August 19, 2004. As Google’s CIO, I was among the company’s team members present for the Nasdaq stock exchange’s ‘bell ringing’ in New York, to begin Google’s life as a publicly traded company. It was an exhilarating day that followed months of incredibly hard work on everyone’s part.
Later that afternoon, two of my team members and I left for the airport, to fly back to the Bay Area. As I jumped into the back seat of a car, both women looked at me with unconcealed alarm. You’d have thought my eyes were bleeding. One of them passed me her compact mirror, so I took a look. My eyes, in fact, were bleeding. The blood vessels in both orbs had burst.
Back in California, following a couple of hospital visits, I learned I had an autoimmune disorder, which I hadn’t known and which the months of pre-IPO stress had pushed to the surface. Of course, there’s always a huge amount of stress when you’re involved in taking a company public, and Google’s IPO at the time was hugely hyped. But I brought on some of the stress, and health issues, myself, because at that time I still believed something no longer true: that knowledge is power.
Knowledge was power, back when knowledge wasn’t easily available or disseminated. If you lived in the 1600s and wanted to be a stonemason, you’d start off as a master’s apprentice. Instead of paying you, he’d teach you his trade. He could do this because he had the knowledge you couldn’t get elsewhere. He had power. You? Not so much.
Then movable type came long. Printing presses started cranking out books, a few at first, and they were rare and expensive. Over time, with the printed word, knowledge was no longer so easily contained or controlled, and it was transformative. Published information eventually became available on every imaginable topic. Publications grew less expensive, so that average people could actually afford to buy books. Schools began to proliferate. More children learned to read, and new opportunities appeared. You didn’t have to be a stonemason if you didn’t want to. You could be an airplane pilot instead.
Knowledge was spreading, and those who possessed it were no longer in the minority—which meant they weren’t as powerful as they used to be. Eventually came radio, TV, and the Internet. The more information we had available, the more people developed highly specialized knowledge—something they believed would give them power.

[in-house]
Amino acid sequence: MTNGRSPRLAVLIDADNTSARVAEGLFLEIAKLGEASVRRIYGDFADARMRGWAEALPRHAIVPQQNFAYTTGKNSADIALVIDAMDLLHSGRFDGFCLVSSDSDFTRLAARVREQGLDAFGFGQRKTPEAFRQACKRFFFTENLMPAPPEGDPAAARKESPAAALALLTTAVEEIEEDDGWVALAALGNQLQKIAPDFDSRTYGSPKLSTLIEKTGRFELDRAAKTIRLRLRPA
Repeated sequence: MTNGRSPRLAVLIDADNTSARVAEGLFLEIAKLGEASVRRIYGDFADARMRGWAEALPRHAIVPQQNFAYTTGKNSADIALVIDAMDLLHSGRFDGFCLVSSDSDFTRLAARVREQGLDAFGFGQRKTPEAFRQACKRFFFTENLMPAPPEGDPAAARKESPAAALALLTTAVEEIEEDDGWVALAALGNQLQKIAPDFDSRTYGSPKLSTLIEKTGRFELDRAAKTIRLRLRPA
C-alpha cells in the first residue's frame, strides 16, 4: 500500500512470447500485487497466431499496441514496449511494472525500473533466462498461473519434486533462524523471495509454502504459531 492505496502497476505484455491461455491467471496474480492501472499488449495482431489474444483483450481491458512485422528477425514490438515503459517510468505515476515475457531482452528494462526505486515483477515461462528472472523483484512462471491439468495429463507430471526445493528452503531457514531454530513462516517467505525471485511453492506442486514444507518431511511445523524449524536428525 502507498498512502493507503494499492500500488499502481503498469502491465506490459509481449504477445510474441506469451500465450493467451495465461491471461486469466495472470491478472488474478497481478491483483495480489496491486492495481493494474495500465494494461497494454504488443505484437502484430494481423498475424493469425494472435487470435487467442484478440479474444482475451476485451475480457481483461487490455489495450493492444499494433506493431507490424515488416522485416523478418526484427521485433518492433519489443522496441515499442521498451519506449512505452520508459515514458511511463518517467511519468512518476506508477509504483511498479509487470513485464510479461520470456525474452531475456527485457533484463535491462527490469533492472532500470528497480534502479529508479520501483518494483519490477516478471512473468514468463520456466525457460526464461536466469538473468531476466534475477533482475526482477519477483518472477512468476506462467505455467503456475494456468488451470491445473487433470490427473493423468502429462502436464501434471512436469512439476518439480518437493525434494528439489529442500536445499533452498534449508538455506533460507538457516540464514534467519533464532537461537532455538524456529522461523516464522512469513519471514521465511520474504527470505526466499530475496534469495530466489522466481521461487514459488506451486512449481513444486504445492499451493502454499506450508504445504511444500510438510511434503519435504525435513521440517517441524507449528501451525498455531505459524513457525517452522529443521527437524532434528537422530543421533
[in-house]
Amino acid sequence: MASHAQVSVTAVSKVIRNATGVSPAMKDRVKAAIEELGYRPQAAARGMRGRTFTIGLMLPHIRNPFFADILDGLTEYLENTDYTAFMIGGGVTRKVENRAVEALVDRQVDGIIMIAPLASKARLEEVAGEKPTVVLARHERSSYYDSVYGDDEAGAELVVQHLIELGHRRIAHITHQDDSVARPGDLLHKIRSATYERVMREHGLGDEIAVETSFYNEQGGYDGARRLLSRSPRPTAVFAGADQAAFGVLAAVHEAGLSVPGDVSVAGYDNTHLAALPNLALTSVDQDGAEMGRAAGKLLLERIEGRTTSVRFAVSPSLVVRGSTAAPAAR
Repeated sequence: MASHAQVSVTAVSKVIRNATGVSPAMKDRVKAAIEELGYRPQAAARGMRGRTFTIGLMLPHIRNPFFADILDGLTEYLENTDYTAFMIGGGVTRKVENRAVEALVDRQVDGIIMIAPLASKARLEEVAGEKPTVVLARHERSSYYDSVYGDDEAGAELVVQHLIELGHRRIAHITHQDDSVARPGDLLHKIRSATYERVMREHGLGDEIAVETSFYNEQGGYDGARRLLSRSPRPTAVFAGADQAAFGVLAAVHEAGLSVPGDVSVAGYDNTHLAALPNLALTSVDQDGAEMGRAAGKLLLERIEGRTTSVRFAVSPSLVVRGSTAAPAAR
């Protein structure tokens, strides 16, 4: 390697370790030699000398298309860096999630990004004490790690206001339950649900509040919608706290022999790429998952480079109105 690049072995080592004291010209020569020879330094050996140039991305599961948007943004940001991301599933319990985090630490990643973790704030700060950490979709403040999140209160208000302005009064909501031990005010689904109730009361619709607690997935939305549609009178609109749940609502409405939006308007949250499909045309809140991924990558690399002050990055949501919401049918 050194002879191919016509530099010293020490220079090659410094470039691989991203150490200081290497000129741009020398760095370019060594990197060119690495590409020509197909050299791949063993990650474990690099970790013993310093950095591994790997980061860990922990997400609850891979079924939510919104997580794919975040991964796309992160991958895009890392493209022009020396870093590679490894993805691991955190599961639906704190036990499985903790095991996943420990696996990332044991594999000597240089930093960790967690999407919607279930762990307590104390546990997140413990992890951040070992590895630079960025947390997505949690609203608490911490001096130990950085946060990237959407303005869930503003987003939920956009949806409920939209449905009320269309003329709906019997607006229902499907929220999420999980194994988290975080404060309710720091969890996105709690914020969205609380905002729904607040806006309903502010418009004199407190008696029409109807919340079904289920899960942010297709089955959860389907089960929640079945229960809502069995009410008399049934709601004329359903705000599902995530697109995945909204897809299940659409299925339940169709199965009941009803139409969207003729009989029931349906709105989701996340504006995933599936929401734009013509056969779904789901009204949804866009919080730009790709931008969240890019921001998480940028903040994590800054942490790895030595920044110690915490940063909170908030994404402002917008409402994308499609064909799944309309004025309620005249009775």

Today, when most people in developed nations have easy access to information from around the world, communication costs are cheap, and we have plenty of education options, even specialized knowledge doesn’t necessarily give you power. In fact, you don’t even have to go to great lengths to develop a specialized knowledge anymore. Just do a Google search and borrow someone else’s.
// Side note: I’m not talking so much about specialized skills or expertise. These come from knowledge, and they’ll always be of value. I’m talking about the acquisition of knowledge itself, which you can get today on any subject within seconds.//
In an era of widespread, inexpensive communications, knowledge spreads way too fast for it to hold power for long. So there’s no point in trying to cram tons of it into your head on the assumption it will make you special and give you power. It won’t.
If only I’d known that in the pre IPO days at Google. During a big meeting, I was asked to talk about what technology would be required as we moved toward going public. As I spoke, I started to believe that in this extremely important area, I had unique knowledge—and therefore power.
Over the next few months, I expanded my role in the IPO effort, working two jobs. I didn’t eat properly or exercise regularly. At least three nights a week, I’d crash, exhausted, in a hotel room near Google’s headquarters. I’d struggle to sleep, only to drag my exhausted self back to work first thing the next morning. I had lots of crazy-intense headaches and vertigo and I lost about 45 pounds (not a weight loss plan I’d recommend). I was a mess.
Finally, a colleague suggested I could use some help. He quickly assembled a small support team for me. In my heart, I still didn’t believe I needed it—until my eyes started bleeding, that is.
It was a hard lesson learned, but here it is: Knowledge is not power. The sharing of knowledge is power. It’s crazy to think you’re the only one in your company or organization with specific knowledge, and therefore power. Rather than trying to hoard something that can be easily acquired, share your knowledge. Two people will collectively know more than one. Three will know more than two. And when you have a room full of smart people sharing their knowledge, there’s very little you can’t accomplish together.